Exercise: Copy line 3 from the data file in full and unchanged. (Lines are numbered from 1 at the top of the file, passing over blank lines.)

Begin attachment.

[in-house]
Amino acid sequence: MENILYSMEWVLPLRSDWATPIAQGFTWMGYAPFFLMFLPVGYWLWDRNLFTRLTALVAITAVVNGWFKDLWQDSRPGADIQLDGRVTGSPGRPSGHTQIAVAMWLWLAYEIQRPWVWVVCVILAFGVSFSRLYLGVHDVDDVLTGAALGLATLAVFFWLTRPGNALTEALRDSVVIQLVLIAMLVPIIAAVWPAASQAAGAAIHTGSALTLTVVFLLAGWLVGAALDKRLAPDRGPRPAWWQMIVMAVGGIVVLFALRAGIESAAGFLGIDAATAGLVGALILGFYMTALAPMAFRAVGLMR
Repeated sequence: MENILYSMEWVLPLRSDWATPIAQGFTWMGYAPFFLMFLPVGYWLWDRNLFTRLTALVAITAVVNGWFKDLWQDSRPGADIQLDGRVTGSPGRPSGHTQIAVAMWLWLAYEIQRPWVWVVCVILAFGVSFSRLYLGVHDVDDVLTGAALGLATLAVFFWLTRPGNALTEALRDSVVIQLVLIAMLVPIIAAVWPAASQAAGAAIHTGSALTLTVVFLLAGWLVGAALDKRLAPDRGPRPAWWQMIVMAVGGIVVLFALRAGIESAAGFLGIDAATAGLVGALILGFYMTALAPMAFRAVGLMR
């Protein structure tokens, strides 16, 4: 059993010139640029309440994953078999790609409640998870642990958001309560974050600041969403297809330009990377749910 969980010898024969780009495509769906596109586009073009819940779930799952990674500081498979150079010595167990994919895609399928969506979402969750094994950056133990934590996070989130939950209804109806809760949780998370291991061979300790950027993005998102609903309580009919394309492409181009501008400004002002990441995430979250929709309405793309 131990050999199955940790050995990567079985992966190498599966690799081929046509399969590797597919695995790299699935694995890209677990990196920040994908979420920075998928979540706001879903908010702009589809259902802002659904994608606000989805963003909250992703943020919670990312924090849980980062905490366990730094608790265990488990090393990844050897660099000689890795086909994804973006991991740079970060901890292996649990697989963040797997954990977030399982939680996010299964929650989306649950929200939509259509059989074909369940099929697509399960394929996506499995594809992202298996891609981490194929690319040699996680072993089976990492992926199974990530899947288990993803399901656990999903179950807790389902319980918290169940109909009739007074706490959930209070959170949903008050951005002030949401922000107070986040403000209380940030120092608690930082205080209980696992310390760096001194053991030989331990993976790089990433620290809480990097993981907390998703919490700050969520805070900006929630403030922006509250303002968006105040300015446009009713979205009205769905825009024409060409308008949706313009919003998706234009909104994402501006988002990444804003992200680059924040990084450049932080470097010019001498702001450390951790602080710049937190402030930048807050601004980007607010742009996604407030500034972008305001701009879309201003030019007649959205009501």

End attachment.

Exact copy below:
Repeated sequence: MENILYSMEWVLPLRSDWATPIAQGFTWMGYAPFFLMFLPVGYWLWDRNLFTRLTALVAITAVVNGWFKDLWQDSRPGADIQLDGRVTGSPGRPSGHTQIAVAMWLWLAYEIQRPWVWVVCVILAFGVSFSRLYLGVHDVDDVLTGAALGLATLAVFFWLTRPGNALTEALRDSVVIQLVLIAMLVPIIAAVWPAASQAAGAAIHTGSALTLTVVFLLAGWLVGAALDKRLAPDRGPRPAWWQMIVMAVGGIVVLFALRAGIESAAGFLGIDAATAGLVGALILGFYMTALAPMAFRAVGLMR